Posted by: Glenn Ferguson | Date: 11 January 2012
I was recently asked by a client to obtain a Barrister’s opinion in relating to specific restraint of trade clause in a commercial agreement that he had signed. I often get asked by clients about the enforceability of restraint of trade clauses and whether or not they are void.
It has long been established at common law that a term of a contract that is an unreasonable restraint of trade is, in the first instance, contrary to public policy and void (Peters (WA) Ltd v Peters Ville Ltd (2001) 181 ALR 337).
Some general principles in relation to “reasonability” are as follows:
In order for a restraint to be reasonable, the party seeking to enforce the clause must establish an identifiable interest that they need to protect. In the case of a franchise arrangement, such recognised interest includes the interest of a franchisor in protecting patronage built up through the operation of the franchise, as well as the preservation of confidentiality of information provided to a franchisee, which could be used by the franchisee to compete with the franchisor. (KA&C Smith Pty Ltd v Ward (1998) 45 NSWLR 702 at 722).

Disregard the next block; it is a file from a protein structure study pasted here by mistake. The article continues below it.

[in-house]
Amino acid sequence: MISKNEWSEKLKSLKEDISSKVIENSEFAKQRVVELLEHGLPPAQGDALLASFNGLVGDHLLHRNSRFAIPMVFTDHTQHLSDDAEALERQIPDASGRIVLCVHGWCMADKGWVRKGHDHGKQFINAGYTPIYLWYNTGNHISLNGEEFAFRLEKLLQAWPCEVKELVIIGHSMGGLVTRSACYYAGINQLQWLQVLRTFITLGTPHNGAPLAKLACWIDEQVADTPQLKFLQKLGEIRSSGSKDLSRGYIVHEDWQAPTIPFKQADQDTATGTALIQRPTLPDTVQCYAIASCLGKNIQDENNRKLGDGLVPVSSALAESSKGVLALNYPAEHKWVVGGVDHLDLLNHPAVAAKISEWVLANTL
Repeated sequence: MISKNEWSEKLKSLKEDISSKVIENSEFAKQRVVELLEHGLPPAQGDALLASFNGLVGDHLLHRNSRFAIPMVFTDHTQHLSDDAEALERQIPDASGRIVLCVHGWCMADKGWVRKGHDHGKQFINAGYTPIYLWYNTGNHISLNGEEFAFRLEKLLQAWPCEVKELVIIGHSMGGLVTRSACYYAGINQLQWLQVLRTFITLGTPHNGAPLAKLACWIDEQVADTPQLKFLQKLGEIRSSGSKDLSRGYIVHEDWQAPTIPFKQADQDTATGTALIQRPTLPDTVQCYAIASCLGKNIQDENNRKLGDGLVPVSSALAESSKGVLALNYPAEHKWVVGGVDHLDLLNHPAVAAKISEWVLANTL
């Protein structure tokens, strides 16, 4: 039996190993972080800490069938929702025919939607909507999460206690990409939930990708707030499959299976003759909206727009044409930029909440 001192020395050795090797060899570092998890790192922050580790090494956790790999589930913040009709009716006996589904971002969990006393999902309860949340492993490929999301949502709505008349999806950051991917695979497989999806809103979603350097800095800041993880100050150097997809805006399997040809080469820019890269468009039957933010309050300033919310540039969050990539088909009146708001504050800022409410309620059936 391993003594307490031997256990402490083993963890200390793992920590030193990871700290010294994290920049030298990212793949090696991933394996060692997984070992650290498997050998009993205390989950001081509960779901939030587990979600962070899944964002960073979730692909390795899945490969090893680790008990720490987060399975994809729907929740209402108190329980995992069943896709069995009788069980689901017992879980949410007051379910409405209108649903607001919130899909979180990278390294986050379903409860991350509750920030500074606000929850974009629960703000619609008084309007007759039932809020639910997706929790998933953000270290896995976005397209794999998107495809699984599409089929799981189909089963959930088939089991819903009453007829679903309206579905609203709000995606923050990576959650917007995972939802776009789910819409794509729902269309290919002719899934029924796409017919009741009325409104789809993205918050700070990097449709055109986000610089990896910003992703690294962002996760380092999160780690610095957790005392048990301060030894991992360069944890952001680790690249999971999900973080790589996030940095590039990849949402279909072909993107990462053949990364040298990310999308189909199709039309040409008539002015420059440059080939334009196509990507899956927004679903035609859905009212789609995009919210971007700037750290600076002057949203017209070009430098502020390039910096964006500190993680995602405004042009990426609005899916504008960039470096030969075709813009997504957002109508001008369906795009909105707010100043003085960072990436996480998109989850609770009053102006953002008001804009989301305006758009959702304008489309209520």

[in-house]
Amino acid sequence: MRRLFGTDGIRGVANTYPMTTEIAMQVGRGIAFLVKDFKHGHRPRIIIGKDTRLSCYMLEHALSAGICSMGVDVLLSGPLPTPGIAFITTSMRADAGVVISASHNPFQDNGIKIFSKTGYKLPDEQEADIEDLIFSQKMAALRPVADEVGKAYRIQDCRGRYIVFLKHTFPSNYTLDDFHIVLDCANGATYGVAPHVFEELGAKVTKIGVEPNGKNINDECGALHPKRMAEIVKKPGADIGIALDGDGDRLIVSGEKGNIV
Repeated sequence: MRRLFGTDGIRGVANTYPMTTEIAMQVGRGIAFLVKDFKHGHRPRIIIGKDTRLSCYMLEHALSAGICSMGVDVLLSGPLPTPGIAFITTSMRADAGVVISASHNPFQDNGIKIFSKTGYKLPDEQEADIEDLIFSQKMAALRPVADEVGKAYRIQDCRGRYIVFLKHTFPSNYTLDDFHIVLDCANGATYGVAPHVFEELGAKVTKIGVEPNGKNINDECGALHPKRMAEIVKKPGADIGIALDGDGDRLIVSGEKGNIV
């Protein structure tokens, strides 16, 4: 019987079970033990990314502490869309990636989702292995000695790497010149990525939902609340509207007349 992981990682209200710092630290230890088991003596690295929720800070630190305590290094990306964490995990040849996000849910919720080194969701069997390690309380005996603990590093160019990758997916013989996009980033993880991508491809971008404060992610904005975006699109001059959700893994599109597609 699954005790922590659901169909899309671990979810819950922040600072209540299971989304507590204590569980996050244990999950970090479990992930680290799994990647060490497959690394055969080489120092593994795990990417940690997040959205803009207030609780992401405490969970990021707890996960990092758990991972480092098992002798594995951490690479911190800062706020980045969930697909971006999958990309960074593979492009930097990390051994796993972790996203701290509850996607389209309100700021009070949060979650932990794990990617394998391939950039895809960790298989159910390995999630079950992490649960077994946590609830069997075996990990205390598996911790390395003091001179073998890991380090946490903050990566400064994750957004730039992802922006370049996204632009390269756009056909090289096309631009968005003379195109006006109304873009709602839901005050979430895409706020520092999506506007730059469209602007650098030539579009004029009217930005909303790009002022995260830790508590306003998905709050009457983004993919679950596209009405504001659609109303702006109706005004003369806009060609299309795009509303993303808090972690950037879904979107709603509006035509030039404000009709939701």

The Courts have, generally speaking, drawn a distinction between restraint on employees on the one hand, and restraints of a commercial nature on the other (Geraghty v Minter (1979) 142 CLR 177 at 185). The general principle permeating these cases is that a person has rights to work in a trade or profession without unjust restriction. Restraints on employees competing with employers are normally valid only if required to prevent misuse of information or solicitation of customers (Artcraft Pty Ltd v Chandler  QSC 102).
It is very important that each restraint of trade is considered individually, given the variations in the drafting of these clauses. Specific and detailed legal advice is needed in both the drafting and interpretation of these sometimes difficult clauses.
Please do not hesitate to contact me if you require assistance in relation to restraint of trade provisions in a contract.